"What is it?" she demanded hastily. "What do you want of me?"

But Howard had already hurried back to the parlor. She followed him, with a dull, cold feeling about her heart, as she became more and more convinced that there was some trouble. As she reached the parlor door, she drew back, for a moment, in alarm. On the sofa lay Charlie, with his handkerchief tied over the upper part of his face, and his cheeks and lips as white as Howard's had been. The next instant she sprang forward to his side, crying,—

"O Charlie, what has happened? Are you hurt? What is it?"

With a strong effort, the boy steadied his voice enough to say quietly, as he stretched out his hand towards the spot where he had heard her drop down on her knees beside the sofa,—

"'Tisn't much, Allie; so don't get rattled. Howard'll tell you about it." And he paused abruptly, biting his lip to keep from crying out with pain.

"We were playing ball, and Charlie went to catch. He muffed, somehow, and the ball hit him in the eye; it smashed his glasses, and they've cut his eyes some," explained Howard, in a hurried, breathless tone, while he tramped nervously up and down the room.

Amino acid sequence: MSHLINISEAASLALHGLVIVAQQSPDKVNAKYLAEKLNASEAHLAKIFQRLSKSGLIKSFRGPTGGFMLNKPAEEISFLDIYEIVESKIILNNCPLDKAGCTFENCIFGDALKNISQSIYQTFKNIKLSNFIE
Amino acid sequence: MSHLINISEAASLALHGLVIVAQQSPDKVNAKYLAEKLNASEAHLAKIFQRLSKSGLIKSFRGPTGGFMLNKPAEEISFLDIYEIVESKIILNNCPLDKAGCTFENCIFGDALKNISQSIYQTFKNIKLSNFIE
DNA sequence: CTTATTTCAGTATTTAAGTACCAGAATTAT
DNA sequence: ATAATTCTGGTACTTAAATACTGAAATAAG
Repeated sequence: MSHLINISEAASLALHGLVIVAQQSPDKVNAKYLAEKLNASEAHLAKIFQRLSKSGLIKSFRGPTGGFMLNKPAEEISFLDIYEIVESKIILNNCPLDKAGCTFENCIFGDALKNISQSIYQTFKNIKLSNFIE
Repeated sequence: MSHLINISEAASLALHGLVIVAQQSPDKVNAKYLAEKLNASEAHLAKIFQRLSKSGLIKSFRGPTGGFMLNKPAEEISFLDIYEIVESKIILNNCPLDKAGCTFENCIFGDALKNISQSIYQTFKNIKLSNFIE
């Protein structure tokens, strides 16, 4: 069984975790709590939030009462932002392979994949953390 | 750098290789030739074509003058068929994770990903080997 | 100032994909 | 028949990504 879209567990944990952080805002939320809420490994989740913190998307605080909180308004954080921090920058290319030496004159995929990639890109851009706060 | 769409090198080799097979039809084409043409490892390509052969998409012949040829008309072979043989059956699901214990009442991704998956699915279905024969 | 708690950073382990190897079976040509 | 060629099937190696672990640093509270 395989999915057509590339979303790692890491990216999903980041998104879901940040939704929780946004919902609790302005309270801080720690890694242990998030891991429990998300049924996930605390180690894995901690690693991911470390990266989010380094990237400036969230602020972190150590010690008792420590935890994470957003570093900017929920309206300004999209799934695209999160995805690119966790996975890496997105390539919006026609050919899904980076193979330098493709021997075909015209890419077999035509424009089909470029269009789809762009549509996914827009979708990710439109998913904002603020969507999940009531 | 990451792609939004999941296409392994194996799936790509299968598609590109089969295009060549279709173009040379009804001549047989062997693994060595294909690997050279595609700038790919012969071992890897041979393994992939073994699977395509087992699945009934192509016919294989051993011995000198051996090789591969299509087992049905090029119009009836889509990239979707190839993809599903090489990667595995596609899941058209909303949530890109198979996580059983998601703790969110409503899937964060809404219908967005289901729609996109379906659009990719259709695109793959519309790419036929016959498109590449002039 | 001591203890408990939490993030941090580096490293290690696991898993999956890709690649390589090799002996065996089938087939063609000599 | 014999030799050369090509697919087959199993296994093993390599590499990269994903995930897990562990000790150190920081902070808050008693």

"What can we do? If mamma were only here, Howard! Is it very bad, Charlie?" And for a moment Allie's head dropped beside her cousin's, while she shook with sobs of mingled pity and fear. Then she started up again, to force back her tears as she said, with all the pride and energy of the MacGregors in her firm, clear voice,—

"Howard, don't rush round so; you'll only make Charlie worse. It may not be so bad; but you go, quick as you can, for Dr. Brownlee. Run every single step of the way, and don't you come back without him."

For an instant, Howard stared admiringly at the determined little figure before him; then he rushed away, glad to get out of sight, where he could rub the tears off from his cheeks, and feeling an immediate relief in the need for prompt action. Twenty minutes later he came back, accompanied by the doctor, whom he had met on the street, not far from his office.